“Attached is the offer, it’s what the candidate is asking for. I’ll give them 24 hours to accept – if they are keen they will straight away. If they aren’t sure now then they aren’t right for us.” – Employer 1
“Attached is the offer, it’s what the candidate is asking for. Happy for them to take all the time they need – we want them to be sure that joining us is the right decision.” – Employer 2
The attitudes of the hiring managers from the companies that we recruit for differ dramatically when it comes to how responsive a candidate (and prospective employee) is to accepting an offer.
There’s no common thread here when it comes to company size – some big companies demand an answer “now” and so do some small organisations. The option to be more considered isn’t solely offered by the big employers, many small businesses are happy to offer extra time if it means getting a committed employee.
For the most part, I think all of us would rather receive a job offer under the terms from Employer 2. They sound friendlier, more welcoming and more “employee focussed”. I get it, we all do.
Last week when Employer 1 told me he needed an answer within 24 hours, I politely asked whether he would be open to the candidate taking longer to consider the offer and his reply really got me thinking…
“James, we’ve been through a very thorough process with this candidate over the last three weeks. Before applying, the candidate started researching the company and the position. They made a detailed application and then had a phone interview and face to face interview with yourself. I’ve met them twice and they’ve also met with their direct manager at both of our meetings. Along the way we’ve provided them with great insight into the company, the role and what their career path with us would be like. They have been aware of the salary package, hours etc since the first interview. If by now they aren’t convinced we are right then we both need to move on”.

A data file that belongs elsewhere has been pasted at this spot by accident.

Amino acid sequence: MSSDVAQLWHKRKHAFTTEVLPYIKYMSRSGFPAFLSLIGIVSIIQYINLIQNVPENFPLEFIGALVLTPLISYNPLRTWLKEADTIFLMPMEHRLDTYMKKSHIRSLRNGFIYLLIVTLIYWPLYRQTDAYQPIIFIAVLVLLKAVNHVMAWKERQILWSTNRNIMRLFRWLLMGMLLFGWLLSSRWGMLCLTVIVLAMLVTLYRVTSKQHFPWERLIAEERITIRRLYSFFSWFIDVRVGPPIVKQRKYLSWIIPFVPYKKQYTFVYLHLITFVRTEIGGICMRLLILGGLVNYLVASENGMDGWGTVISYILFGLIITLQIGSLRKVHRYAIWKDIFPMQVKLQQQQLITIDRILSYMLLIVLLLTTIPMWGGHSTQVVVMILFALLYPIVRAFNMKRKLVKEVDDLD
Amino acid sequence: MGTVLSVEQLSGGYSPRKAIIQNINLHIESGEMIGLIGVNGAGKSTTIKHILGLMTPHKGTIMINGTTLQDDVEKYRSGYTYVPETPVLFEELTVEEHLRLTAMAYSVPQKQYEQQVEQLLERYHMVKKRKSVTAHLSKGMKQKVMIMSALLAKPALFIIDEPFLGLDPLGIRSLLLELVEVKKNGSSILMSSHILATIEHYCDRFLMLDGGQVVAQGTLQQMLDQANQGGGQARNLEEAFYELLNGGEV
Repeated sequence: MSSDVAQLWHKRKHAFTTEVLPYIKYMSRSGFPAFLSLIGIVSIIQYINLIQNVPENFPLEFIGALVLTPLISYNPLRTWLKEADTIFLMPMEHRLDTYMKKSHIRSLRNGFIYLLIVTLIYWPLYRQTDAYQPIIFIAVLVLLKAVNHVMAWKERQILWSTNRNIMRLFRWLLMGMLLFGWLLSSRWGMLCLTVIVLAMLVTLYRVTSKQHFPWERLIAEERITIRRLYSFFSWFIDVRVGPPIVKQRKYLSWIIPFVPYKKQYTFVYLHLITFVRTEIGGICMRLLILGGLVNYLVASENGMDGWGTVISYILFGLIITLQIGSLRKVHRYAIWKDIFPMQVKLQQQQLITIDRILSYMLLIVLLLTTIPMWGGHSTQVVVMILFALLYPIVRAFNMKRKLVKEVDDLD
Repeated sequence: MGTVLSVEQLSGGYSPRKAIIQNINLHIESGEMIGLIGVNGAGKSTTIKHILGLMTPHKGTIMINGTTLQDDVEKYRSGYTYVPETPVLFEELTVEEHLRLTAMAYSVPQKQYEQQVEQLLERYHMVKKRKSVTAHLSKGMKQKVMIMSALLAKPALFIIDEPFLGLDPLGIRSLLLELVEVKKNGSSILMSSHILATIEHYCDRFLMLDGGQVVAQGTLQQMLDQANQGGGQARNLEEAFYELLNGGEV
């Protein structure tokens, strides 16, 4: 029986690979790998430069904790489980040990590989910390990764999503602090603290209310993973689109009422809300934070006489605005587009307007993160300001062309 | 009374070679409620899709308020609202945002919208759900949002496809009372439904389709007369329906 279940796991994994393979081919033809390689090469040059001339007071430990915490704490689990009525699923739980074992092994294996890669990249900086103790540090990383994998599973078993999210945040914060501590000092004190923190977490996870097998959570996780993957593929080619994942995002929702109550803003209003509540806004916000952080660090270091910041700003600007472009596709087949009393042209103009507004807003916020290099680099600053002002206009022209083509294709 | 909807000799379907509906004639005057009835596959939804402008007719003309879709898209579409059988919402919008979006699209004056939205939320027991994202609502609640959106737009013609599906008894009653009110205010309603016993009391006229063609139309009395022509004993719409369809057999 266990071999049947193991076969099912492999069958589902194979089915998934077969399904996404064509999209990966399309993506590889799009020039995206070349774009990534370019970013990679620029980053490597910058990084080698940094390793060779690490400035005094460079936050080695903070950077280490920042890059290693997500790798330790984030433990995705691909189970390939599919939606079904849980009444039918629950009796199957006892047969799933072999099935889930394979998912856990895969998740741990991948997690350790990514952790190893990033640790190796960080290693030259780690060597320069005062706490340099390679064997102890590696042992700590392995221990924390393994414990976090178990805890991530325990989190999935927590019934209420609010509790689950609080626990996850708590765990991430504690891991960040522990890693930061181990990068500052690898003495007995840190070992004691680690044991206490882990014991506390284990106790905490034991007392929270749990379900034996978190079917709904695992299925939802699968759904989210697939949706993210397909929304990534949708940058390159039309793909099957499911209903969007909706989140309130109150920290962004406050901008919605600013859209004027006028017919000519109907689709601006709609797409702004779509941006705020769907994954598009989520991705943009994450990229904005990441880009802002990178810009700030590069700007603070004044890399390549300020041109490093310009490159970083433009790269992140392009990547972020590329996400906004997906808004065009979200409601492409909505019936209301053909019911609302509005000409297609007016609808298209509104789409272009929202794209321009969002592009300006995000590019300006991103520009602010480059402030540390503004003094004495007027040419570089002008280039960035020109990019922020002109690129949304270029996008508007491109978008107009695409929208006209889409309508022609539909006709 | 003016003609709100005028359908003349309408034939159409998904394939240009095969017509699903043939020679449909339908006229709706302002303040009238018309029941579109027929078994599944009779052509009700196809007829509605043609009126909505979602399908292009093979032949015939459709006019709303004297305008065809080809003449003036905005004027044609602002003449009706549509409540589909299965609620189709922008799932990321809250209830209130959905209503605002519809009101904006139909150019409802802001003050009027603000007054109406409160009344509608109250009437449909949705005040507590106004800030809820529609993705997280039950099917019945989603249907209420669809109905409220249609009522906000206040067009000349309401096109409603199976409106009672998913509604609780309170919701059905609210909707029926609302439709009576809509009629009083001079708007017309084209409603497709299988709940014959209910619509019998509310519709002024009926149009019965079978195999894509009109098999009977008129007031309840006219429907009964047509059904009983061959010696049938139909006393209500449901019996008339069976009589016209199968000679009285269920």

For hiring managers and employers, the above makes sense, doesn’t it? You can certainly understand this point of view and it’s probably an indication that they are quite decisive and like getting things done.
So how can we get around this potentially sticky situation? My advice to Talent professionals who are caught in this position is:
- Prepare your candidate for an offer. Let your candidates know how their application is progressing (e.g “you are in final three candidates). Not only does it build their excitement but it will help to get them thinking about what their answer will be. Line managers normally love enthusiastic candidates who can make decisions and accept quickly. Be aware that line managers enthusiasm starts to tick away as time passes.
- Expect job offer negotiation from the start. It’s a natural part of the recruitment process. Prepare yourself, practice how to handle the situation and become an expert. Practice will make perfect.
- If the offer isn’t right, make sure your candidate calls it out straight away. Quickly highlighting that a salary is below expectation is perfectly fine. Asking for more money five days after the initial offer makes it seem like the candidate is just trying it on and time wasting.
- Providing a deadline for an answer. This will help candidates to know the timeframes.
- Encourage your candidate to be honest. If they need more time then ask. Remove any doubt by urging them to let you know why (e.g “I haven’t had the chance to properly discuss this with my partner, I need another day or two.”)
- Don’t take it personally. It’s common for a manager to feel a little rejected when a candidate doesn’t accept their initial job offer. It’s a mistake to take it personally though and will cloud your judgement of the candidate moving forward.
- Make it a positive outcome. When the candidate ends up accepting the job, celebrate. Make sure line managers don’t hold grudges and that the candidate is made to feel very welcome.
Ultimately, we should always treat our candidates the way we would expect to be treated in the same situation. Agree? Disagree? Would love to hear your thoughts and experience below.
Cover image: Shutterstock
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